When visiting a local home improvement center, one will notice many manufactures ‘green’ claims for paint, carpet, tile, cabinets, or countertops.
Defining a green material maybe the most confusing endeavor related to green building. Many times, one might say a product is green because it earns LEED points. Sometimes this claim is exaggerated by wrongly stating a material can contribute to a high number of LEED points, as in the case of this link. This link is over stating the LEED value for their product of reused carpet, which results in a case of green washing. The claim that their flooring product contributes to 13 LEED points is as valid as stating a microphone will earn a Grammy Award.
Claims of 13 LEED points for reused carpet, only adds to consumer confusion as related to assessing a material’s green value. A Google search of ‘LEED carpet’ will result in many violators making similar false claims.
The LEED for Homes rating system, states the maximum number of points dedicated to flooring is one; with the exception being, if the entire home is hard surface then an additional point is awarded. Otherwise, LEED-H assigns only one point per material including paint, trim, countertops, cabinets, or flooring.
The LEED rating system assigns one half point to a material based on conforming to the categories of emissions, being environmentally preferred, and/or local production. In simple terms, LEED encourages the use of materials that have less chemical content, contain greater recycled or reclaimed material, or are manufactured within 500 miles of the project location.
This blog is not intended to be a lesson or critique of the LEED rating system. Rather, this blog is about bringing awareness to the fact that three key material attributes are missing from the above when assessing a material’s green value.
Although improved emission standards, recycled and reclaimed content, and local production are important, maybe more important when assessing a material’s green value are, durability, cost, and aesthetic appeal.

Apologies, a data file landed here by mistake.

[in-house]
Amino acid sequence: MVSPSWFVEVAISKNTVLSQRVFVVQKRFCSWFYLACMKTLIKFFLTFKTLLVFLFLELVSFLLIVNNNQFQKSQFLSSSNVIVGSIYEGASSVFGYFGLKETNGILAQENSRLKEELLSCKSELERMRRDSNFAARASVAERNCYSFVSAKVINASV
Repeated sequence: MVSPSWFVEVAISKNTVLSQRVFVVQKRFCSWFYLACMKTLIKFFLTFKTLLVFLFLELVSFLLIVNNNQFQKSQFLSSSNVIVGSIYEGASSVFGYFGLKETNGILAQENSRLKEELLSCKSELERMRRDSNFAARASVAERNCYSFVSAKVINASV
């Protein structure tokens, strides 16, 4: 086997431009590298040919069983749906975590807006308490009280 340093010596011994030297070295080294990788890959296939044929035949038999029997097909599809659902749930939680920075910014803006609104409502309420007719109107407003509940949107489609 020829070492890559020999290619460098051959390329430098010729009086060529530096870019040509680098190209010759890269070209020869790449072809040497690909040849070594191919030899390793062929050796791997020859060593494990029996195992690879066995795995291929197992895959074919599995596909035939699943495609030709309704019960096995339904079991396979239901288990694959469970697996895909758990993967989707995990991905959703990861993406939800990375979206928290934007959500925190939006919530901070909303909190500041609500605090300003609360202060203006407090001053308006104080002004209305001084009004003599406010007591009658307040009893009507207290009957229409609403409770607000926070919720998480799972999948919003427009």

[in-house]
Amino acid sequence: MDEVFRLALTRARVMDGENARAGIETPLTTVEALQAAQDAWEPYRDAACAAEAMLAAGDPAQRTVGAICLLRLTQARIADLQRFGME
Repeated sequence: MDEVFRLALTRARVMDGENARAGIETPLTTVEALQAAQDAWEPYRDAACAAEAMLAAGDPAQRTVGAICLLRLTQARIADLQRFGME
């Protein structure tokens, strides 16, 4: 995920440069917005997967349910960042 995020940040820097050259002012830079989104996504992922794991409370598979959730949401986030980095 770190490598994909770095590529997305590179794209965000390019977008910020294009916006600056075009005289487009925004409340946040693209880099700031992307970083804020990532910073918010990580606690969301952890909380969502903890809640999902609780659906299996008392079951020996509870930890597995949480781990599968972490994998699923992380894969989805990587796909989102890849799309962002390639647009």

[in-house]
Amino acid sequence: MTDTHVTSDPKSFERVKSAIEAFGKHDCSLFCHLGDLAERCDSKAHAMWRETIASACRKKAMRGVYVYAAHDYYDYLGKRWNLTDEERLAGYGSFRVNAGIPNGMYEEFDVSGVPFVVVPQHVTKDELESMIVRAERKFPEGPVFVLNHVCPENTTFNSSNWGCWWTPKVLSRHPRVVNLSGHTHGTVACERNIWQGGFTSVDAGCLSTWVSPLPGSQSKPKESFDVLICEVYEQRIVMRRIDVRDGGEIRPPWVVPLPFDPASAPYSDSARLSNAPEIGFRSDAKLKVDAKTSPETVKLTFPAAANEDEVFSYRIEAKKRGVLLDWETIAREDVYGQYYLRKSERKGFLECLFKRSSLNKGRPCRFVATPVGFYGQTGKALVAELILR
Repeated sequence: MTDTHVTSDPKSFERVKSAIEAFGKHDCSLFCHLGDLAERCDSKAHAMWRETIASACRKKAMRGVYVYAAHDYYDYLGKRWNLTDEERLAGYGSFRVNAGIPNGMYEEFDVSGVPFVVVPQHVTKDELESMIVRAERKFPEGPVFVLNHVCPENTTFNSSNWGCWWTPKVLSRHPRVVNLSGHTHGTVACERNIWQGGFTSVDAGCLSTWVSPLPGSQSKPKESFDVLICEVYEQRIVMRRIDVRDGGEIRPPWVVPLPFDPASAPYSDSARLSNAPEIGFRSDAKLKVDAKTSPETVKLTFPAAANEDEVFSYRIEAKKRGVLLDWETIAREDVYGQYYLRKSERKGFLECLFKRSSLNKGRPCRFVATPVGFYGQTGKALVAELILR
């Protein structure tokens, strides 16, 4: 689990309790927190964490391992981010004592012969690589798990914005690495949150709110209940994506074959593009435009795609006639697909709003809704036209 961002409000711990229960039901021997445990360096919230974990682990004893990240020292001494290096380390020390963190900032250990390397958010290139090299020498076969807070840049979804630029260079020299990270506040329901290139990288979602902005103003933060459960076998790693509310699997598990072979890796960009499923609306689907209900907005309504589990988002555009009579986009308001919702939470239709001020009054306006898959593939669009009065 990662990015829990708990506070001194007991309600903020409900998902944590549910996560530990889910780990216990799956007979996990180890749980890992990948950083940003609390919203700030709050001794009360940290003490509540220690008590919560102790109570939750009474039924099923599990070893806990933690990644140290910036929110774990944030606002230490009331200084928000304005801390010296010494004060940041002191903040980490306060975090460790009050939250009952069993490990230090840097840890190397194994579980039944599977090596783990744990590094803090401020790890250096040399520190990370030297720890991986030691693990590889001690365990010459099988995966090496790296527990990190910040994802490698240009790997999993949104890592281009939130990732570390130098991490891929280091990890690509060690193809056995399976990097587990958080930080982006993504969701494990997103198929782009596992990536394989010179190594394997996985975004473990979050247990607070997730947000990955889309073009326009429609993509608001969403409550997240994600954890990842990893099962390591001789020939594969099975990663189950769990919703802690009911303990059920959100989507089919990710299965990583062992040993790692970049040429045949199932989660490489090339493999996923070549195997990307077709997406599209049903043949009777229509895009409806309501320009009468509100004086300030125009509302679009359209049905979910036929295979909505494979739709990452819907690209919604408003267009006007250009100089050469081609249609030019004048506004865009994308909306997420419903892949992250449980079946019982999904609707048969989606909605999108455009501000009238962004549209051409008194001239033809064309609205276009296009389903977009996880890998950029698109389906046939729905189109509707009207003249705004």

No matter how green a material is based on the LEED parameters, the majority of consumers will make selection based on budget and aesthetic appeal.
There will always be a select few who have an endless budget or are willing to sacrifice aesthetic appeal for recycled or reclaimed content. But, for the majority of
us, cost and aesthetics will always win out when purchasing materials.
In the past years, many paint manufacturers have done a great job of making their interior products attractive, durable, contain fewer harmful chemicals, and
affordable. In light of innovation by these companies to produce products that have less environmental impact and have no additional costs, there is no excuse to use
traditional paint that can sometimes be more toxic.
For a material to gain acceptance as green or better for the environment, it must be affordable, durable, and aesthetically pleasing. If a material is not affordable to the majority, then its ‘green’ value should be questioned. This places the burden on the manufacturer to make their green materials according to the above definition, with an emphasis on affordability.
If a material is within budget and is aesthetically pleasing, then the consumer should be aware to weigh factors such as durability, chemical content, recycled and
reclaimed content, and local production. If all things are equal, one should always give preference to a locally produced green material as a means to supporting their local economy.